Top 10 Strategies To Build Relationships With Middle School Students

Building relationships with students is probably the most important aspect of a teacher’s job! There are lots of theories out there as to why relationships in the classroom matter so much, but as a teacher, I know that strategies you can actually implement are more useful than theories (although if you are interested in the research behind them, leave a comment below and I will contact you!)

So, are you ready to jump in?

Seriously…you can start building relationships with your students tomorrow! This free strategy guide is a great resource to help you get started.


Check out these top 10 strategies for teachers to build relationships with students – 

  1. Pronounce their names correctly. 
  2. Establish time for them to share their interests and opinions.
  3. Learn about their interests and family circumstances. 
  4. Share information about yourself (keep it professional, of course!) 
  5. Model identification of and healthy ways to deal with emotions. 
  6. Give them (low stakes) choices.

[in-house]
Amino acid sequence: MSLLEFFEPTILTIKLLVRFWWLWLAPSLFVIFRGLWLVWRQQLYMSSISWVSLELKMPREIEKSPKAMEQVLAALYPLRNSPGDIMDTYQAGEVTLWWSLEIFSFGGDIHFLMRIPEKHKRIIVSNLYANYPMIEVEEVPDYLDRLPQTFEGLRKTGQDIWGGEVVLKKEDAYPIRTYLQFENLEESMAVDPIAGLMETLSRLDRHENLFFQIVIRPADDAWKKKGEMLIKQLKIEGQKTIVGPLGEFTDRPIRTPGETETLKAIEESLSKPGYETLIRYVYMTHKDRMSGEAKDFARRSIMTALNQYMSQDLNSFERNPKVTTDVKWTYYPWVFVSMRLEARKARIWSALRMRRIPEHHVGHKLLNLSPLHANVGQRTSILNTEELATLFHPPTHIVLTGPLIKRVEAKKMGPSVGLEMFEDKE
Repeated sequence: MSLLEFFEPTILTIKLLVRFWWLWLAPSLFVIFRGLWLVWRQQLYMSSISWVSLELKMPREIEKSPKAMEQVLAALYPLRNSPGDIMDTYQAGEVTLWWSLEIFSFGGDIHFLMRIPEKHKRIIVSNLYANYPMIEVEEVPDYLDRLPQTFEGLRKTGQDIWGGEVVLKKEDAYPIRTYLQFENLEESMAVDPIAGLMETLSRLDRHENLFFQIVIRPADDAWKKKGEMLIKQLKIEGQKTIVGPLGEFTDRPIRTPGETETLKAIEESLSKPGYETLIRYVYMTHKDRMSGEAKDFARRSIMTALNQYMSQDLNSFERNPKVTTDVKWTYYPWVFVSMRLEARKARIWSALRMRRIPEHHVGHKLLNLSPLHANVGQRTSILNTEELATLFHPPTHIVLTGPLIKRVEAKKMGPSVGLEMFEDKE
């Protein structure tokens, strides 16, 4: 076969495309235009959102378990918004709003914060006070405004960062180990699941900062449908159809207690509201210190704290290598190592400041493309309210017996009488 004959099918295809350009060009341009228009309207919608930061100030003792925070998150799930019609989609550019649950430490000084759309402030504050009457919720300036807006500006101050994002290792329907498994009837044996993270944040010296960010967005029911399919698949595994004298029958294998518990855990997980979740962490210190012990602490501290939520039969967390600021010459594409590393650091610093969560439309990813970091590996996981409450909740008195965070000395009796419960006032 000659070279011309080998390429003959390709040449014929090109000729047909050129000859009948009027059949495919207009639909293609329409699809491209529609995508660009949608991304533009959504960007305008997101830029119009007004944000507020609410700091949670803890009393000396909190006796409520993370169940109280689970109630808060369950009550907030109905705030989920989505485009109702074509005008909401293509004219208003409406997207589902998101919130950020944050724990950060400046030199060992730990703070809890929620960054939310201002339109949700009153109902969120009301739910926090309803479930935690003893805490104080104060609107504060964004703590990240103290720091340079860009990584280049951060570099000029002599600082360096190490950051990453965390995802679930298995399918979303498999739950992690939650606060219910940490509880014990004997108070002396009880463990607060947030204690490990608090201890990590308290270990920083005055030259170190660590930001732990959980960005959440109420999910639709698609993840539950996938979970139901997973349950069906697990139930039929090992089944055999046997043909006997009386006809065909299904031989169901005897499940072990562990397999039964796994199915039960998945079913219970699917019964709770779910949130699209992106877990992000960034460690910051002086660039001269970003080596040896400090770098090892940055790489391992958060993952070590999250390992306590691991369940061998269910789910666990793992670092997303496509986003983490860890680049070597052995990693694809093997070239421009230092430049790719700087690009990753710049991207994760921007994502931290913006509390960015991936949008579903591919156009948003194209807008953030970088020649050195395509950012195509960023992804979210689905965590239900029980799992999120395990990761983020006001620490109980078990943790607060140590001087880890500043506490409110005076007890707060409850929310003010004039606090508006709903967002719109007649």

7. Validate their feelings. 
  8. Involve them in establishing classroom procedures. 
  9. Clear and consistent consequences
  10. Remember, they are still children. Even if they don’t think so.

To get more details and ideas on how to implement these strategies, download the free guide!

Relationship building is an integral part of creating classroom community and classroom culture. When you dedicate time to building relationships with students, it makes teaching and learning easier! 

Plus, it doesn’t have to take up a ton of time. Try dedicating 5-10 minutes a day to the strategies listed above and soon you will see a difference in your classroom culture. 

The minutes you dedicate to this will be easily made up later when you don’t have to spend as much time redirecting the behavior of disconnected students.

So, go…take the step to improve your classroom culture today and get this free strategy list sent directly to your mailbox!

Top 10 strategies to build relationships with middle school students